After twelve hours of seeing our country’s inequalites, after hearing a lot of justified frustration from people surrounded by dysfunction, who are just trying to do their best, being around a functional, happy, and optimistic, working-class community, is a reminder that the American Dream isn’t entirely dead.1
Takeria Mix Honduran & Mexican Restaurant (6680 Powers Ave #108)
Similar scene to Pepe’s (working class immigrants happy to be American), but not nearly as busy. At least not when I was there.
The Mexican food didn’t look as good here, which given that it is a Honduran place, isn’t a huge surprise. So I went with the Hondurian food, despite it not being my thing, because I am not a huge fan of starch fried in lard. But when in Takeria Mix do as Takeria Mix does.
So I ate a huge plate of fried plantains and steak covered in basically ranch dressing. It was better than that sounds. Especially with a Presidente beer. Especially after seventeen hours of driving.
Then I ate a pupusas and I immediately wished I hadn’t eaten the large plate of fried plantains and had eaten five pupusas instead.
Readers. Don’t make the same mistake I did. Pupusas for the win!
Locals Pub (1580 Wells Rd Suite 1, Orange Park)
In a strip mall next to a Dominoes is Locals pub, a place I had intended to stay for only one beer, especially after seeing it was karaoke night. I ended up staying till after midnight, a decision I only briefly regretted the next morning.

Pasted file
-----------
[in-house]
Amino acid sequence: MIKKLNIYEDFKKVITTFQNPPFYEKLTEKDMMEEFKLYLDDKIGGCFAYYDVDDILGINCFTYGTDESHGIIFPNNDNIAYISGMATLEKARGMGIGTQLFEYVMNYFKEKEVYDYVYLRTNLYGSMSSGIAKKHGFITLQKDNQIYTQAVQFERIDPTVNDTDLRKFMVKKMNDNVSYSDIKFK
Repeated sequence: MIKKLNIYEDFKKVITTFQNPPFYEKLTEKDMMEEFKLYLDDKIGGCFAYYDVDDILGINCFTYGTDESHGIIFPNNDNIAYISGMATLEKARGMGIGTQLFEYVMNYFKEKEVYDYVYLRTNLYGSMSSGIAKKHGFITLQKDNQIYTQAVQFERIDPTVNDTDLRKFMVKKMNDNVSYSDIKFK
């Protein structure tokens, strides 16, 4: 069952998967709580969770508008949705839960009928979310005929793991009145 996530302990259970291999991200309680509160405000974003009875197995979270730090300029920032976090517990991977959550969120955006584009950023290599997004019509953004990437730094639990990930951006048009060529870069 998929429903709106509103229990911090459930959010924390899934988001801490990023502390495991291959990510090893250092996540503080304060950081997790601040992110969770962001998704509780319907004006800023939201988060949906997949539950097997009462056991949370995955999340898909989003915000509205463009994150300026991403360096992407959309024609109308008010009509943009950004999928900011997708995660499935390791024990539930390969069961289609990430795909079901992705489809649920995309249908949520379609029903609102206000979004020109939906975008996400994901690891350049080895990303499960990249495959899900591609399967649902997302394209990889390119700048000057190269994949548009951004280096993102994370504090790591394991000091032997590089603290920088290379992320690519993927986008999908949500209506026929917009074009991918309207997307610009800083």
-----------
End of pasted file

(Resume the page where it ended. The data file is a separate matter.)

Locals smelled bad. Stale beer and cleaning fluid bad, which is at least better than ass bad. The beer (Yuengling) was a bit flat, and the lighting a tad harsh. But it was a dive bar and you go to dive bars for the people, not the ambiance.
Like the guy next to me who immediately asked me if I remembered what he did last night. The bartender jumped in with a knowing laugh, before I could explain this was my first time here, ‘Oh, you were raging. Bought everyone a round after beating X at pool.” That was followed by the older lady on my other side explaining that she also doesn’t really remember how the night ended, just that she woke up cursing driving home because another DWI and she loses her license. Again.
I guess Locals facebook page is right “Everyone that comes in will be treated just like a "Local" that has been coming in for years.”
If I go to strip mall Mexican restaurants for a reminder the American Dream isn’t entirely dead, then I got to strip mall dive bars for a reminder that a failed American Dream can still be pretty fun.